“In this vision he showed me a little thing, the size of a hazelnut, and it
was round as a ball. I looked at it with the eye of my understanding and
thought “What may this be?” And it was generally answered thus: “It is all that is
made.” I marvelled how it might last, for it seemed it might suddenly have
sunk into nothing because of its littleness. And I was answered in my
understanding: “It lasts and ever shall, because God loves it.”
— Julian of Norwich
Punishment is easier to preach than grace. Well, punishment is more available in the theological vocabulary of my life and that of my parishioners. We understand the concept. Steal a piece of candy, get caught, shamefully confess, work hard to do better and be satisfied without candy. Yell at your kids for some inconsequential infraction, see the humiliation dawn in their eyes, feel the recriminating glare as you look in the mirror, skulk to the bedroom to cry out the pain you were yelling at them. Hear a joking, yet critical, remark about how you handle the impending deadline at work. Snap back a much too hasty and sarcastic remark. Realize your mistake after reacting poorly to your haggard co-worker. Spend hours wondering what causes you to be so sensitive and flagellate the little bit of God-image left after years of self-righteous indignation over how ineptly you have learned the “God-way.” You poor little human, you deserve no less than punishment. How you wish and hope that one day you can leave behind this human shell and get the “God-thing” right.
But on Christ the King Sunday, we see the error of this way. Julian saw the crucified and risen Christ not inflicting punishment, rather cradling “all that is made” with tender protective love. In the shelter of Christ the King’s palm, Julian saw the littleness of the universe and the littleness of our often misguided hearts held by crucified hands. The hands of One impaled because he refused to fight the system of oppression in the same way that system fought him. The hands of One pierced because he saw in every outcast the circumstances of her heart and the root of pain that had grown into self-serving action. The crucified hands that hold the hazelnut of our existence, these hands were dead and now live, these hands knew suffering and pain and have risen again sharing the conquering healing of God with all who have known death and destruction. The scarred hands of a crucified and kingly Christ reign over the universe with tender compassion for those who have been blinded by ignorance, self-pity, and hatred. These wounded reigning palms reach out to set us free from the tyranny of self-doubt and self-hatred. These hands coax us into a grace that is harder to accept than punishment. The crucified and living Christ who sits enthroned over all that has been made does so as one who gave himself up to suffering in this world, not because he had to, not because God made him, not because some old human debt had to be settled by a divine blood-letting [punishment]. The crucified reigning Christ entered into our human existence not to “teach us a lesson” but to invite us into a new way, a way that acknowledges and accepts a brokenness in creation that will not be fixed by punishment, a way that accepts and surrenders to death which shall be overcome by the power of Unrequited Life in God. Hear the invitation to participate in the reign of a Kingdom unfettered by our need to do anything other than accept our inheritance in it and to see the royalty of straw and rags in an humble stable and to be embraced in the mighty and impenetrable grasp of One whose reigning fists are closed tightly around the wounds of the cosmos.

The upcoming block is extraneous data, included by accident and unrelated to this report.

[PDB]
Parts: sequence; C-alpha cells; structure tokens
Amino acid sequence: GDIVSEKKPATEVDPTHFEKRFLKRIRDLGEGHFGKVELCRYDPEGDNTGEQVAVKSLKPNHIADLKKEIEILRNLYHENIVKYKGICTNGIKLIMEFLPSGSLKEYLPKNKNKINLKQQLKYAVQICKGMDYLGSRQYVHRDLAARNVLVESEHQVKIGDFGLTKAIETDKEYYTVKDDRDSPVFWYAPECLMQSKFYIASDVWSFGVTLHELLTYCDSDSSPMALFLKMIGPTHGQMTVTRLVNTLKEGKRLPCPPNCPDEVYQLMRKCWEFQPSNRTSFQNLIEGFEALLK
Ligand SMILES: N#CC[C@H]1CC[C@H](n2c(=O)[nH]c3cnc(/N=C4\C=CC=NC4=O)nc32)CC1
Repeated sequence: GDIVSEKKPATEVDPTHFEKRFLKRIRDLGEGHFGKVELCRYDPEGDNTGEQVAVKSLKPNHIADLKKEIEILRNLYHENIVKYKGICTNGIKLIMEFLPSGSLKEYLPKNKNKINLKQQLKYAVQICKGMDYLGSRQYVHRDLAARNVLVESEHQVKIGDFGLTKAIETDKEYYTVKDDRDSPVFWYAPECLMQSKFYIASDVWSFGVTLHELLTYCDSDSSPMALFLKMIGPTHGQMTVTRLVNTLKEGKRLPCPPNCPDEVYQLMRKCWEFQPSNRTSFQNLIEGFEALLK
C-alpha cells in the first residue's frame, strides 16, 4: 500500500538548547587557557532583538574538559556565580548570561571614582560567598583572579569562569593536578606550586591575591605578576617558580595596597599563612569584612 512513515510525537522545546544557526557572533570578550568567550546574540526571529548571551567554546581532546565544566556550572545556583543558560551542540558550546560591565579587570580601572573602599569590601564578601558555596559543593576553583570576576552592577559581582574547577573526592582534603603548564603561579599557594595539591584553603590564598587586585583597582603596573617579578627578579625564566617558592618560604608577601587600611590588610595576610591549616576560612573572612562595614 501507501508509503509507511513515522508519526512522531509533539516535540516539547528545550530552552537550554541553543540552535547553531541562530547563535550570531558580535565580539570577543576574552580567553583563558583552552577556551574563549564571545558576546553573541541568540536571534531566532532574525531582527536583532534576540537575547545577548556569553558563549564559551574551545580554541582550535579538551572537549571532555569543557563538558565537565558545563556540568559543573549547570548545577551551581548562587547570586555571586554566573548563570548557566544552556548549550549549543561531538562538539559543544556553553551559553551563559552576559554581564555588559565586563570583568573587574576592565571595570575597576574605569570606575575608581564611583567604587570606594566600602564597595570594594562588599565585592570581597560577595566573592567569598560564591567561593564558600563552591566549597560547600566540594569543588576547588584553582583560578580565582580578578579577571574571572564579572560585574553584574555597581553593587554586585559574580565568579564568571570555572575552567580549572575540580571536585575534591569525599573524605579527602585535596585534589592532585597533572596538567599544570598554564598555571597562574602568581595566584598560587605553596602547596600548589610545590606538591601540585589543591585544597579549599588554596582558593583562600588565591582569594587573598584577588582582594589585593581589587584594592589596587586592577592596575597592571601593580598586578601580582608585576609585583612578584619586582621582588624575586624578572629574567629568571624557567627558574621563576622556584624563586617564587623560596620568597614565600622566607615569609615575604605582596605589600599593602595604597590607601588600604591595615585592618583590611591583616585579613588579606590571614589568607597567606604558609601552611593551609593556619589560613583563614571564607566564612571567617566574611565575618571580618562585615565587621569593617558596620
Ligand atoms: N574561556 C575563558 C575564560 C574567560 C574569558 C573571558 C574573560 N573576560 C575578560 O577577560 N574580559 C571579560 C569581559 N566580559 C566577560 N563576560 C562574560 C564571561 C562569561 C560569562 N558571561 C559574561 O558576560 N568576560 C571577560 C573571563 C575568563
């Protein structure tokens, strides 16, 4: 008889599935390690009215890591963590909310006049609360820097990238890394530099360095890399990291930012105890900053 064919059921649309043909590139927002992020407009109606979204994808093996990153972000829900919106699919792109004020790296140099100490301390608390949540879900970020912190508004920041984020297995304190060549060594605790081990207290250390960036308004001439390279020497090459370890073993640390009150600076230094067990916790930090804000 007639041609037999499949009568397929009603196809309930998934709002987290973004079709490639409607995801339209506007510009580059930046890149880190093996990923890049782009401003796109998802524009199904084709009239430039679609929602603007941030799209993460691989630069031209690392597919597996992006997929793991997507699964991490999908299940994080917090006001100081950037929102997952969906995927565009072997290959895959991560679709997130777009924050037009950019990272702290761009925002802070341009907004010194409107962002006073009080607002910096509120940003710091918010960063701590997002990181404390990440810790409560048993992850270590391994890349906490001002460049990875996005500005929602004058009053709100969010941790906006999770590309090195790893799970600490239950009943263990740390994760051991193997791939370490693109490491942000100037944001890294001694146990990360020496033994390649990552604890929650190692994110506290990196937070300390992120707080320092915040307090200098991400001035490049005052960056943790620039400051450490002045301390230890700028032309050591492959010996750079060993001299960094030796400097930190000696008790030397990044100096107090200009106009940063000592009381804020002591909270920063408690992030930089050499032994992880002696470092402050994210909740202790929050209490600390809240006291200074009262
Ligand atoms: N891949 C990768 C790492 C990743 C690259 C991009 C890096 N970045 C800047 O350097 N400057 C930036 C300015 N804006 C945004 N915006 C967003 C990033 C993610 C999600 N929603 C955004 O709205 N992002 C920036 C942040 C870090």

© Amy Persons Parkes 2014